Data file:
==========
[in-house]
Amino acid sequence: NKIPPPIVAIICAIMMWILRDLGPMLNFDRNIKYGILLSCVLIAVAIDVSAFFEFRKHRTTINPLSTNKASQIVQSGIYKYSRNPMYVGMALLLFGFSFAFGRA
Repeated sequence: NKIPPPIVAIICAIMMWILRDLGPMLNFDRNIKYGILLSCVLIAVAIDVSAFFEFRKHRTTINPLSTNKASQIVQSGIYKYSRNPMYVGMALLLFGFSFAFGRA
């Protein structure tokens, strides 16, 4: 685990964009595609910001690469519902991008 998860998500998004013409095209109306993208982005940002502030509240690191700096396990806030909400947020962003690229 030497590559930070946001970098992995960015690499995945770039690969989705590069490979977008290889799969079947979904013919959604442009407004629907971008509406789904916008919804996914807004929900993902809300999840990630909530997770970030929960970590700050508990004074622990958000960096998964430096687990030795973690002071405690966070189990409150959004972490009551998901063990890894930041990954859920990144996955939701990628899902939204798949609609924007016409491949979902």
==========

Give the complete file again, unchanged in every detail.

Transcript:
[in-house]
Amino acid sequence: NKIPPPIVAIICAIMMWILRDLGPMLNFDRNIKYGILLSCVLIAVAIDVSAFFEFRKHRTTINPLSTNKASQIVQSGIYKYSRNPMYVGMALLLFGFSFAFGRA
Repeated sequence: NKIPPPIVAIICAIMMWILRDLGPMLNFDRNIKYGILLSCVLIAVAIDVSAFFEFRKHRTTINPLSTNKASQIVQSGIYKYSRNPMYVGMALLLFGFSFAFGRA
């Protein structure tokens, strides 16, 4: 685990964009595609910001690469519902991008 998860998500998004013409095209109306993208982005940002502030509240690191700096396990806030909400947020962003690229 030497590559930070946001970098992995960015690499995945770039690969989705590069490979977008290889799969079947979904013919959604442009407004629907971008509406789904916008919804996914807004929900993902809300999840990630909530997770970030929960970590700050508990004074622990958000960096998964430096687990030795973690002071405690966070189990409150959004972490009551998901063990890894930041990954859920990144996955939701990628899902939204798949609609924007016409491949979902």